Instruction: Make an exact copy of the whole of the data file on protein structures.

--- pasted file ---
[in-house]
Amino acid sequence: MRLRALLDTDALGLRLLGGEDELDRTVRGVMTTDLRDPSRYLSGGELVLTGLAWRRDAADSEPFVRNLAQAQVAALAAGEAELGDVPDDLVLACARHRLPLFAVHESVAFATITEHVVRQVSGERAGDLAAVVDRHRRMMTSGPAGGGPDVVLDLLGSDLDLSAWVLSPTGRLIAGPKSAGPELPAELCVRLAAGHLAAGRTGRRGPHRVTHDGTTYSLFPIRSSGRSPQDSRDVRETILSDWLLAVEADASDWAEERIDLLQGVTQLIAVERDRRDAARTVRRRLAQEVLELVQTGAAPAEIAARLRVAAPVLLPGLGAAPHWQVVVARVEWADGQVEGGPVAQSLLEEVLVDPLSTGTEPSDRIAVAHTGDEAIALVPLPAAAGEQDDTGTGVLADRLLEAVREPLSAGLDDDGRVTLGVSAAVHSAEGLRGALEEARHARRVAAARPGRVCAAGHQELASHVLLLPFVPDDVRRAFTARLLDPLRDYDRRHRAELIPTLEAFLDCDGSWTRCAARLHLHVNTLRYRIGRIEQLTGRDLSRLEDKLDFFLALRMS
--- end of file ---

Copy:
[in-house]
Amino acid sequence: MRLRALLDTDALGLRLLGGEDELDRTVRGVMTTDLRDPSRYLSGGELVLTGLAWRRDAADSEPFVRNLAQAQVAALAAGEAELGDVPDDLVLACARHRLPLFAVHESVAFATITEHVVRQVSGERAGDLAAVVDRHRRMMTSGPAGGGPDVVLDLLGSDLDLSAWVLSPTGRLIAGPKSAGPELPAELCVRLAAGHLAAGRTGRRGPHRVTHDGTTYSLFPIRSSGRSPQDSRDVRETILSDWLLAVEADASDWAEERIDLLQGVTQLIAVERDRRDAARTVRRRLAQEVLELVQTGAAPAEIAARLRVAAPVLLPGLGAAPHWQVVVARVEWADGQVEGGPVAQSLLEEVLVDPLSTGTEPSDRIAVAHTGDEAIALVPLPAAAGEQDDTGTGVLADRLLEAVREPLSAGLDDDGRVTLGVSAAVHSAEGLRGALEEARHARRVAAARPGRVCAAGHQELASHVLLLPFVPDDVRRAFTARLLDPLRDYDRRHRAELIPTLEAFLDCDGSWTRCAARLHLHVNTLRYRIGRIEQLTGRDLSRLEDKLDFFLALRMS